Medvedev Pushes Ruble Reserve Currency to Cut Dollar Dominance … Russia wants the ruble to be one of the world's reserve currencies as President Dmitry Medvedev (left) renews his push to reduce the dollar's dominance and make Moscow a global financial hub. "Only three, five years ago it seemed like a fantasy" to create a new reserve currency, Medvedev said yesterday in a speech in St. Petersburg, Russia. "Now we are seriously discussing it." Medvedev, who has repeatedly called for a supranational currency to match the dollar, said discussions with China are continuing on broadening the global options. Russia sold U.S. Treasuries for a fifth consecutive month in April, the U.S. Treasury Department said June 15. The world may need as many as six reserve currencies, Medvedev said. "It's something that's obviously needed," he said at the St. Petersburg International Economic Forum. "Developing a financial center in Moscow will considerably help to strengthen the ruble's position as one of the reserve currencies." Medvedev's comments underline Russia's ambition to reassert its global power following the financial crisis. Gross domestic product shrank 7.9 percent last year, the worst contraction since the fall of communism in 1991, after the credit crunch sent commodity prices plunging. – Bloomberg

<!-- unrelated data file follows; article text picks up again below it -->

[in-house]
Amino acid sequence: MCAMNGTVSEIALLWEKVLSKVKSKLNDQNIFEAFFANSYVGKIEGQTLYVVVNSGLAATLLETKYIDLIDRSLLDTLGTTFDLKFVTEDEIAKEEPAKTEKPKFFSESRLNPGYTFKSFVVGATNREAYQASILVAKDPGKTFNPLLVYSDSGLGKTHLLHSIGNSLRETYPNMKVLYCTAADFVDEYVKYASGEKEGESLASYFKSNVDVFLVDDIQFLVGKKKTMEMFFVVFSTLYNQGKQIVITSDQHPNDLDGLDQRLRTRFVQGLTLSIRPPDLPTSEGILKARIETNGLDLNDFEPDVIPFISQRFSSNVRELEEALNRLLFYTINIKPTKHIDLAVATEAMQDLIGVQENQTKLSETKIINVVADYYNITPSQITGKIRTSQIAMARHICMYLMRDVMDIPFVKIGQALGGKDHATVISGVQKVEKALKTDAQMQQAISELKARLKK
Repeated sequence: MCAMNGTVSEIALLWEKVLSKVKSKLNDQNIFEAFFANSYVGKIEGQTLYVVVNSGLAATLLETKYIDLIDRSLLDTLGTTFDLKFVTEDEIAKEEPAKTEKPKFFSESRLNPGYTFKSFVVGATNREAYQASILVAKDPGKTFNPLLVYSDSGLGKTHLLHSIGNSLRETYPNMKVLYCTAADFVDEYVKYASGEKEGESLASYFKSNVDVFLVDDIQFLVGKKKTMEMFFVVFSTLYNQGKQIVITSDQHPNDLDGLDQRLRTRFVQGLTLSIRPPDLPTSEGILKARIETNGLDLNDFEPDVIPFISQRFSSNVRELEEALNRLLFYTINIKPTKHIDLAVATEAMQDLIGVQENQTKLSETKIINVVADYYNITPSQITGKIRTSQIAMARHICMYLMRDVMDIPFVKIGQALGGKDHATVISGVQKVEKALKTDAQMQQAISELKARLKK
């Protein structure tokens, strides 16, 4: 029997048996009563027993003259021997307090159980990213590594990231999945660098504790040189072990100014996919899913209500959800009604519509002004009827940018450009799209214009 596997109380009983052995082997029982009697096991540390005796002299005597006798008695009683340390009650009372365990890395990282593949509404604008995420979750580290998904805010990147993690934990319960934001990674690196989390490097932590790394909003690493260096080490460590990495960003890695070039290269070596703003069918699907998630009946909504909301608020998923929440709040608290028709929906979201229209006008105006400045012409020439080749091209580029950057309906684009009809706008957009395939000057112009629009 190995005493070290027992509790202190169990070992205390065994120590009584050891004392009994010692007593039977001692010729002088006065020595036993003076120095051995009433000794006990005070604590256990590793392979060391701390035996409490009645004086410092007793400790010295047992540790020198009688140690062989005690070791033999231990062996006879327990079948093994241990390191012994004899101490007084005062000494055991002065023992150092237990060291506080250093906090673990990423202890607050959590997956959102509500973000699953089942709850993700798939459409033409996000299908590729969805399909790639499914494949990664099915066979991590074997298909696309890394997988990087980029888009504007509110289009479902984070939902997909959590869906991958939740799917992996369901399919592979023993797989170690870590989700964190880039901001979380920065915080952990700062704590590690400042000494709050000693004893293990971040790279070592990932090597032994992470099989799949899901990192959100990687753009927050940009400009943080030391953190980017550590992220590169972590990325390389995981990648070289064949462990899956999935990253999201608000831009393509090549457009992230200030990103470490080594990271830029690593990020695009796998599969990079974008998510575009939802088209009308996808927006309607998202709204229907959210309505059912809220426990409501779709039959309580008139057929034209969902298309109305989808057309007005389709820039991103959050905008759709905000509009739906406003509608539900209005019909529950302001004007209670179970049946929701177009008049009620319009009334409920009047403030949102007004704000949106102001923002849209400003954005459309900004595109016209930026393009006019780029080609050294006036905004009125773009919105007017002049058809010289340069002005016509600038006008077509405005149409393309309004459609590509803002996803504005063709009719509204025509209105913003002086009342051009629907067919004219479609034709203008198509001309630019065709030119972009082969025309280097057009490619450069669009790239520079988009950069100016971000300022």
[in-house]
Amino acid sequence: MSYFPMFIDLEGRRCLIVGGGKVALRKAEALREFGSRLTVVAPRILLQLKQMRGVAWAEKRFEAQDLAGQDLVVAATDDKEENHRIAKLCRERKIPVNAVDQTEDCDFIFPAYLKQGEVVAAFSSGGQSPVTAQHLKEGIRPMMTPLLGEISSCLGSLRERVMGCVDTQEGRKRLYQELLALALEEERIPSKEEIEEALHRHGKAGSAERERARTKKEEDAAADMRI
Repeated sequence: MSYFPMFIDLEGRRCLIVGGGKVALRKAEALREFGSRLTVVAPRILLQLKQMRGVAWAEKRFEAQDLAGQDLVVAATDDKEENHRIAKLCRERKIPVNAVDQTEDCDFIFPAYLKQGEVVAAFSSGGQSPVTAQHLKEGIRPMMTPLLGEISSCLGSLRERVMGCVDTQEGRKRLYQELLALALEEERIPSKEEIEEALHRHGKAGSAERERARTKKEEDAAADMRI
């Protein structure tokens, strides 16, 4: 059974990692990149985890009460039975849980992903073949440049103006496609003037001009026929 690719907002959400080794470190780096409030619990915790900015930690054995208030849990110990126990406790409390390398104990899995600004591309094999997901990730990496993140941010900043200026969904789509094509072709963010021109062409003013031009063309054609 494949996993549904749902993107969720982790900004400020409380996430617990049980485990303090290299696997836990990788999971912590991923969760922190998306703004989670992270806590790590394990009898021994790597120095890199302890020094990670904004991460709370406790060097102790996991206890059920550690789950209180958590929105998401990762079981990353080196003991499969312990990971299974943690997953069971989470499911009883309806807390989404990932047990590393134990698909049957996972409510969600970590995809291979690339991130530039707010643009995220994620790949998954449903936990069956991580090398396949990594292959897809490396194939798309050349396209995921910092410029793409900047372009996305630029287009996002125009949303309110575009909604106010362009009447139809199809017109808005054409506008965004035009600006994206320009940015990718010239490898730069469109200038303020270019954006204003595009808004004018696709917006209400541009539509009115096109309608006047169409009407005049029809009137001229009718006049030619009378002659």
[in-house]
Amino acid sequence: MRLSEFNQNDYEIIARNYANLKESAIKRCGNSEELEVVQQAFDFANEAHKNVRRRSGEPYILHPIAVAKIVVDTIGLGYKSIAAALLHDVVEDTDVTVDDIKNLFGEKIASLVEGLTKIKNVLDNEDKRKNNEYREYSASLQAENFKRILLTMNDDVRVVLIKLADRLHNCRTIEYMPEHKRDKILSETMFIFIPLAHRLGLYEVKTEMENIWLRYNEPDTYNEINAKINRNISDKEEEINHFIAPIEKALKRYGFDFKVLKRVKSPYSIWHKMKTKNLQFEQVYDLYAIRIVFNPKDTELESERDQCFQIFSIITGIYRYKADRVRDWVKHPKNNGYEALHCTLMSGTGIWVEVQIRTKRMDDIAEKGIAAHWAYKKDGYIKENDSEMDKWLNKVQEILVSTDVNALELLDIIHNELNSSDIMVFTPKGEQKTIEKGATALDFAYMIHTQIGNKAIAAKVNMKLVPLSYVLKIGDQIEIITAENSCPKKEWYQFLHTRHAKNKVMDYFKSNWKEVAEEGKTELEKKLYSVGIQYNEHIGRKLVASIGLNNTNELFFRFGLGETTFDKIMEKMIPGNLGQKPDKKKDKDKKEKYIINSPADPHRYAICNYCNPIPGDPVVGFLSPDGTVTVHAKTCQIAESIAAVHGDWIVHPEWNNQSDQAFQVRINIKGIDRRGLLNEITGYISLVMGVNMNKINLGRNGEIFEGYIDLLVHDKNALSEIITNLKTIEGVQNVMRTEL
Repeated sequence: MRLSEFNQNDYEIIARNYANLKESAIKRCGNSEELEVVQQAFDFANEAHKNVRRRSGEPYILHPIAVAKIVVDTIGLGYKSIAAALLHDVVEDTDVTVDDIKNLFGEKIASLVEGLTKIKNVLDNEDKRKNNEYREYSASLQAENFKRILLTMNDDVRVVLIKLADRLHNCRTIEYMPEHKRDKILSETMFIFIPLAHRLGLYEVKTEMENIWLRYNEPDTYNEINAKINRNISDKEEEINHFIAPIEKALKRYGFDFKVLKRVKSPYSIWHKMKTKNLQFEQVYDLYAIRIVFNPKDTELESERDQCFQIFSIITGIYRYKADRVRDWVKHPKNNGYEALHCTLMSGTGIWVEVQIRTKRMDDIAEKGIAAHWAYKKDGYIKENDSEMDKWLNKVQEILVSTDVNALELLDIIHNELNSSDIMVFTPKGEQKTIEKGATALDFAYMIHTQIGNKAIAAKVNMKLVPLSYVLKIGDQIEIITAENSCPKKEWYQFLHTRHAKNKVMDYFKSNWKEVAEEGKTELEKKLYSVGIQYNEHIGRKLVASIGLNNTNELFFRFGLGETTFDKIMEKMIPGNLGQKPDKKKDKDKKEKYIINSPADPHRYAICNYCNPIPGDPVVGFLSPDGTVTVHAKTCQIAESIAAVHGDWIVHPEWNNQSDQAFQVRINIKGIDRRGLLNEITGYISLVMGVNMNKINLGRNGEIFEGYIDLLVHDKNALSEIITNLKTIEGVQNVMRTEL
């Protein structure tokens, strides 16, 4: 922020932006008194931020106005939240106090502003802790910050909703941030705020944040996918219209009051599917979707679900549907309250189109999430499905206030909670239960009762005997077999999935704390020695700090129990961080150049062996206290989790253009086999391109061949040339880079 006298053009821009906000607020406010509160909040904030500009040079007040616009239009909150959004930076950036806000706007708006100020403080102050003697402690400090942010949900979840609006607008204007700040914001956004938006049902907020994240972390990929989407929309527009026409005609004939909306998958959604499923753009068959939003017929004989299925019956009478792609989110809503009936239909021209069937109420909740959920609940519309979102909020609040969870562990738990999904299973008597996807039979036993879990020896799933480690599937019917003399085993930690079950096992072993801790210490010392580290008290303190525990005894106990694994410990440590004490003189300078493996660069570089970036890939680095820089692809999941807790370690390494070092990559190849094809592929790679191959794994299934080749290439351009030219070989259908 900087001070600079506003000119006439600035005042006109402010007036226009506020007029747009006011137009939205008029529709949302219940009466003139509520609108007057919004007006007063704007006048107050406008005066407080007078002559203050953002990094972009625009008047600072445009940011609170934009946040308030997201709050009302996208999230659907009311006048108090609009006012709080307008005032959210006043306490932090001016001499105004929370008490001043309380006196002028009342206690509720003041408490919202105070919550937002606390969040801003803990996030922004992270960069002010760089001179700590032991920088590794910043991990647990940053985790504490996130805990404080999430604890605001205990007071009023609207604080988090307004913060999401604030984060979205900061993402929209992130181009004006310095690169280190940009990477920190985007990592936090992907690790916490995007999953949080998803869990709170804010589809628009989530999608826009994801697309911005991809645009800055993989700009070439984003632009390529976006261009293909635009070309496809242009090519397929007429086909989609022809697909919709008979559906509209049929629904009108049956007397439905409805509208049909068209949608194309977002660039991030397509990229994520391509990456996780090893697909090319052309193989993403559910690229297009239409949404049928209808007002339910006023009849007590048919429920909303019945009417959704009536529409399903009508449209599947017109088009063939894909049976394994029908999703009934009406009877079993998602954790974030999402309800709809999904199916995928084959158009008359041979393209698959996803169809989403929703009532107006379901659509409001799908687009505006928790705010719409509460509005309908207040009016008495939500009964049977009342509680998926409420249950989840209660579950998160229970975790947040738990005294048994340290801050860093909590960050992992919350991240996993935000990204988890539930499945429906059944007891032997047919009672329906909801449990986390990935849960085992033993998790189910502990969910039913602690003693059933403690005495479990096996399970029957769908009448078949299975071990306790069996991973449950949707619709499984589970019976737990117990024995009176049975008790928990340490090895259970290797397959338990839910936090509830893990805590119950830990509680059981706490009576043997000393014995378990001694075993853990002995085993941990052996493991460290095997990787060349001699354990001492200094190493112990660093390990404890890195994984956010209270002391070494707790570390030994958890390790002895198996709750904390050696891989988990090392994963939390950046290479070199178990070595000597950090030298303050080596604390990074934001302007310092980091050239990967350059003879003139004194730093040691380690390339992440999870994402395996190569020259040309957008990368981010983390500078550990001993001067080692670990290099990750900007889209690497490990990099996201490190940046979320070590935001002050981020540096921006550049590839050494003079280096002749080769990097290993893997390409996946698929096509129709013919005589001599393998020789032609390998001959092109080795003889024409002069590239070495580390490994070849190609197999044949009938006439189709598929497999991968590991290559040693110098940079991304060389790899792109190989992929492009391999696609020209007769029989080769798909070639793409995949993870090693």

Dominant Social Theme: The dollar is no more.
Free-Market Analysis: More talk about global currencies. Medvedev has announced this ruble-reserve push with great fanfare in advance of the latest G20 meeting, and the news is splashed all over the Internet. From our point of view, this statement is no accident and may have as much to do with the euro's struggles as it does with Medvedev's itch to replace the dollar with the ruble.
Yes dear readers, it is another power elite dominant social theme – or a sub-theme actually of the larger theme which is that world needs reserve currencies (versus gold) and that if it cannot have just one it ought to have several. Here's a statement from Medvedev earlier this month:
An EU-Russia summit in Rostov-on-Don in which the EU rejected Russian calls for a speedy visa-free travel deal but in which the two sides agreed a brief joint statement on EU help for modernising Russia's economy. Mr Medvedev pressed the visa issue on Saturday. "For our citizens, for the citizens of Russia as well as the citizens of the European Union, this is something extraordinarily important. If we go ahead, it will change our lives. It will make us a true strategic partners," he said. (EU Observer)
We are not quite sure why Medvedev is so hot on visa-free travel with the EU but we are just as sure the statement does not make Medvedev sound like an enemy of the West. What may be going on, regularly, is that Medvedev and Prime Minister Vladimir Putin have decided to play a kind of good-cop/bad-cop game. We never seem to stumble across palliative statements from Putin regarding Europe or America, though we read about such statements from Medvedev all the time.